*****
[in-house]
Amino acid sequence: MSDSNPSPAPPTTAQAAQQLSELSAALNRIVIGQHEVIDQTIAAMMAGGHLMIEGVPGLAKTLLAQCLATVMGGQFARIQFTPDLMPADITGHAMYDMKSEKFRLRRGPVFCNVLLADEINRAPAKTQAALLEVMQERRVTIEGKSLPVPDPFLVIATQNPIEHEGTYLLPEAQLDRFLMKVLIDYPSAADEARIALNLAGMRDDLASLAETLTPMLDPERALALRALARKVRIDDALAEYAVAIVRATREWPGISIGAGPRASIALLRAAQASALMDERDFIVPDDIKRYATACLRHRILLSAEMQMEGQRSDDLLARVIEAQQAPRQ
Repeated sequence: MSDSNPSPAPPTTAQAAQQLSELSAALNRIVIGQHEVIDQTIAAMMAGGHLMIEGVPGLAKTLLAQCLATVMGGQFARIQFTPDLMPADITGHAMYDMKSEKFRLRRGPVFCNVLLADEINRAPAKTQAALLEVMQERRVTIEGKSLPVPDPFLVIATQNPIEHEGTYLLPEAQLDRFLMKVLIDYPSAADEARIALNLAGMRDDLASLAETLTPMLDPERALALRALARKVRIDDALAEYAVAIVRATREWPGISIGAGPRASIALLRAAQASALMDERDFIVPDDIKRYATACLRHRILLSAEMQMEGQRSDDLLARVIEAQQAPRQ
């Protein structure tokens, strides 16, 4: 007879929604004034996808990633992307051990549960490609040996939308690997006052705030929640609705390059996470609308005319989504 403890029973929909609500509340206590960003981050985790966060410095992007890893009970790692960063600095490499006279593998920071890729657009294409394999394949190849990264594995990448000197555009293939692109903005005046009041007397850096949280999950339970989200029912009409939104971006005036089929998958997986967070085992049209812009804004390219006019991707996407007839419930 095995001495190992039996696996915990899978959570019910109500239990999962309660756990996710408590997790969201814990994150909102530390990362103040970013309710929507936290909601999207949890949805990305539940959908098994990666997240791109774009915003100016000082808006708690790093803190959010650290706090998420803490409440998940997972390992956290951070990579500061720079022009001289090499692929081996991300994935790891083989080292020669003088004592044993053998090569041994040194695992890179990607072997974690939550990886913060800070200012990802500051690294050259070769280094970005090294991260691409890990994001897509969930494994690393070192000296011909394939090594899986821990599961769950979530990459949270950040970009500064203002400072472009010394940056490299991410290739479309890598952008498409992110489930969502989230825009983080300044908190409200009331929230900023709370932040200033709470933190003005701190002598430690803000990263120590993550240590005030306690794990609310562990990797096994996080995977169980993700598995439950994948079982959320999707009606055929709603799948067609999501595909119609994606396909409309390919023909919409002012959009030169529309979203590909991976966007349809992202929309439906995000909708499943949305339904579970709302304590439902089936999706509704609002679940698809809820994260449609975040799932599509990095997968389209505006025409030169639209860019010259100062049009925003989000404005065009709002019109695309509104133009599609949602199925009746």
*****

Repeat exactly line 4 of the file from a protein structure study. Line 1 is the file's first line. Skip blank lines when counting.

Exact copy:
């Protein structure tokens, strides 16, 4: 007879929604004034996808990633992307051990549960490609040996939308690997006052705030929640609705390059996470609308005319989504 403890029973929909609500509340206590960003981050985790966060410095992007890893009970790692960063600095490499006279593998920071890729657009294409394999394949190849990264594995990448000197555009293939692109903005005046009041007397850096949280999950339970989200029912009409939104971006005036089929998958997986967070085992049209812009804004390219006019991707996407007839419930 095995001495190992039996696996915990899978959570019910109500239990999962309660756990996710408590997790969201814990994150909102530390990362103040970013309710929507936290909601999207949890949805990305539940959908098994990666997240791109774009915003100016000082808006708690790093803190959010650290706090998420803490409440998940997972390992956290951070990579500061720079022009001289090499692929081996991300994935790891083989080292020669003088004592044993053998090569041994040194695992890179990607072997974690939550990886913060800070200012990802500051690294050259070769280094970005090294991260691409890990994001897509969930494994690393070192000296011909394939090594899986821990599961769950979530990459949270950040970009500064203002400072472009010394940056490299991410290739479309890598952008498409992110489930969502989230825009983080300044908190409200009331929230900023709370932040200033709470933190003005701190002598430690803000990263120590993550240590005030306690794990609310562990990797096994996080995977169980993700598995439950994948079982959320999707009606055929709603799948067609999501595909119609994606396909409309390919023909919409002012959009030169529309979203590909991976966007349809992202929309439906995000909708499943949305339904579970709302304590439902089936999706509704609002679940698809809820994260449609975040799932599509990095997968389209505006025409030169639209860019010259100062049009925003989000404005065009709002019109695309509104133009599609949602199925009746």